Originally appeared in Fleet Owner

With all the talk about zero-emission vehicles, I think the industry may have lost focus on what’s happening with diesel trucks. According to a recent Diesel Technology Forum report, the use of near-zero emission trucks increased by 10.2% from 2021 to 2022. To be clear, these are not zero-emission trucks but diesel trucks with diesel particulate filters and selective catalytic reduction systems that cut down on the emissions from the tailpipe.

Nearly two-thirds of all Class 3 to 8 diesel trucks operating today are model year 2007 or newer, and they are much cleaner than pre-2007 trucks. In addition, many fleets are investing significantly in technologies like aerodynamic devices for tractors and trailers, low-rolling resistance tires, tire pressure monitoring systems, automated manual transmissions, and more. They are also making some operational changes, such as setting electronic engine parameters to optimize fuel economy, limiting speed, and teaching drivers to drive with fuel economy in mind. These investments and practices mean that fleets are going more miles on a gallon of gas, and that means they are using less fuel to move goods.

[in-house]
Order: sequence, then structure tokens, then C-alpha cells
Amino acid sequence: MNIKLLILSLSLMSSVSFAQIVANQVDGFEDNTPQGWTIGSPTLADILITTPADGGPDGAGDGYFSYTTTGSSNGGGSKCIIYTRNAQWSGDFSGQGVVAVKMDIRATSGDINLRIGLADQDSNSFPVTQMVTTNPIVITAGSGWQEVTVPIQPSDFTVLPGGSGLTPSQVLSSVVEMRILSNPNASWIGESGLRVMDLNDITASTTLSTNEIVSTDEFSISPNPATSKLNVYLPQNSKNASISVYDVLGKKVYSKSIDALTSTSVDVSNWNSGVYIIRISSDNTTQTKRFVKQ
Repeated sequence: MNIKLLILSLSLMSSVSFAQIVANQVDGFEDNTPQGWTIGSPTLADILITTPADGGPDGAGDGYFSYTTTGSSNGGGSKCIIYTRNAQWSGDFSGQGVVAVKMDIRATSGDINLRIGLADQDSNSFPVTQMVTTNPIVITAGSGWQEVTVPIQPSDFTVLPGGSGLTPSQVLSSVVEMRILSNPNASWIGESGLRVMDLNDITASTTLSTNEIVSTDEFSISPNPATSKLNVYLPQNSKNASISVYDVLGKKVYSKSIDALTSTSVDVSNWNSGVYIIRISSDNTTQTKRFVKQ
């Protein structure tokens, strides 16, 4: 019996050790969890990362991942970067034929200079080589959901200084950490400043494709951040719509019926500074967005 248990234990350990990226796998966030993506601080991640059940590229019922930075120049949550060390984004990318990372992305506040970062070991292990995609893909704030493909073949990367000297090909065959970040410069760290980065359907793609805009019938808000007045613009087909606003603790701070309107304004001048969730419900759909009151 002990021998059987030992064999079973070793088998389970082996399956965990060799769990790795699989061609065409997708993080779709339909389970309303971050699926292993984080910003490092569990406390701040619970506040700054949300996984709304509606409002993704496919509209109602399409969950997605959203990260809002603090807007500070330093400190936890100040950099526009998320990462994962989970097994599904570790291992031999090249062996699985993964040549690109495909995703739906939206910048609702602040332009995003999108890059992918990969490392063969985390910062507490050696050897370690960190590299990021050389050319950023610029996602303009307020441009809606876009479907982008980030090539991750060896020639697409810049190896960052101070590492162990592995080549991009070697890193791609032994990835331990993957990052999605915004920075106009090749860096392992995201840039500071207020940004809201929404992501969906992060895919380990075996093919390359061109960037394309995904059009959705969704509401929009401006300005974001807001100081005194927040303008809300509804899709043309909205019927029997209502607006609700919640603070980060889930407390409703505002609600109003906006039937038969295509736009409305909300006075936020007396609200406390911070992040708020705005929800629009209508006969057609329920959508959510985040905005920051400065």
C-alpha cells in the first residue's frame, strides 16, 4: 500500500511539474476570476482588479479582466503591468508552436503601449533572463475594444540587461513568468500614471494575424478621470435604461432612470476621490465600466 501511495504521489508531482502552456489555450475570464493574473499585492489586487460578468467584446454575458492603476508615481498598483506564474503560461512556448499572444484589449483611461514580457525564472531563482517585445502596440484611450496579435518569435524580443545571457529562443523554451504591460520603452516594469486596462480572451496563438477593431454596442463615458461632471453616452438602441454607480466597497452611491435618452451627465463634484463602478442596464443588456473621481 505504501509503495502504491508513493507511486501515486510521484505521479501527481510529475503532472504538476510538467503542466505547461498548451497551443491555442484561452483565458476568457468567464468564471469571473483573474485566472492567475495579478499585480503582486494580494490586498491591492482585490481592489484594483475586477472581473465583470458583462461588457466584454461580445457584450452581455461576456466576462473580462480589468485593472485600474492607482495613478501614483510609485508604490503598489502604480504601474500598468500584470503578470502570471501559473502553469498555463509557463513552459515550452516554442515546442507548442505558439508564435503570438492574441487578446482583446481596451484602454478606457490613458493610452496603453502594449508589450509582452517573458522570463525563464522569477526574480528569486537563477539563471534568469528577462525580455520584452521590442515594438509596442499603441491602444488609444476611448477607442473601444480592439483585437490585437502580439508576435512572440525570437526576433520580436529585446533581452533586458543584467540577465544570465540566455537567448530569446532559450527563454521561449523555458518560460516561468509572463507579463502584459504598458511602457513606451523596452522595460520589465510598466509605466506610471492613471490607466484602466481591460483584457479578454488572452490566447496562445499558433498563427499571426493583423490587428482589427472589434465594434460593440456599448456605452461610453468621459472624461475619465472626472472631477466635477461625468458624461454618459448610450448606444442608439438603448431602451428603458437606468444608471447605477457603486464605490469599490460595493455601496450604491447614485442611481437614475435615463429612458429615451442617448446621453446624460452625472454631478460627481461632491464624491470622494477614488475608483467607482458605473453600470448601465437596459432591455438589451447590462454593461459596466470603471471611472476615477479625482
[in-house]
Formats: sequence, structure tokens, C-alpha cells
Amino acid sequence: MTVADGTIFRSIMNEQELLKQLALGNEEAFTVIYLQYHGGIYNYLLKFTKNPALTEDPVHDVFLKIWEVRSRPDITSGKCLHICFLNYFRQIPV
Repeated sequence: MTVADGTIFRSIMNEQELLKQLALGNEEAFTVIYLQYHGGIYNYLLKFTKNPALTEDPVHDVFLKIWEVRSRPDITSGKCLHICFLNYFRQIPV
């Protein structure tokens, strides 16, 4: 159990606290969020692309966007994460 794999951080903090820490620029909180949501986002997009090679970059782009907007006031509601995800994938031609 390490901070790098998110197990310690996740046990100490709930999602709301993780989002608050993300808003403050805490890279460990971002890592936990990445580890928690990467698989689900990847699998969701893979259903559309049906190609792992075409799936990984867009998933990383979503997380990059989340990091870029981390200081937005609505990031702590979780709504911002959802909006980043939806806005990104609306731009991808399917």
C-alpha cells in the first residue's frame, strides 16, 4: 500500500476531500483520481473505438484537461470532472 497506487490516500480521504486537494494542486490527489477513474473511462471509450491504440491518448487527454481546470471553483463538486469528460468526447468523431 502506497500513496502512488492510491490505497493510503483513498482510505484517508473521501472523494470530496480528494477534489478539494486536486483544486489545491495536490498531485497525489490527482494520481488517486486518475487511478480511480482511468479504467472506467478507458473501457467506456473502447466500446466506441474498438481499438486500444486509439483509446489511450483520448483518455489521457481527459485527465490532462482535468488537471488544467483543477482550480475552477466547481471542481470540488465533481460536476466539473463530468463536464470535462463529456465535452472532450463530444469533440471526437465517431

This is a good thing because diesel-powered trucks are not going away any time soon. While we have seen tremendous strides in developing alternative-fueled vehicles—especially battery-electric and hydrogen fuel cell—we are nowhere near the tipping point in their adoption curve. At this point, battery-electric vehicles don’t have the range needed for long-haul applications, and we’ve yet to build the infrastructure to allow fueling at places other than a fleet’s depot. I am sure we will continue to see improvements in battery range and infrastructure, but those things take time. In addition, we still need to make the total cost of ownership case for these trucks to make sense.

With truck makers returning to more normal production levels, fleets will be able to get back to their normal asset replacement cycles, and we will continue to see an increase in near-zero emission diesel-powered trucks . For that reason, diesel should not be overlooked as part of the solution for a cleaner trucking future.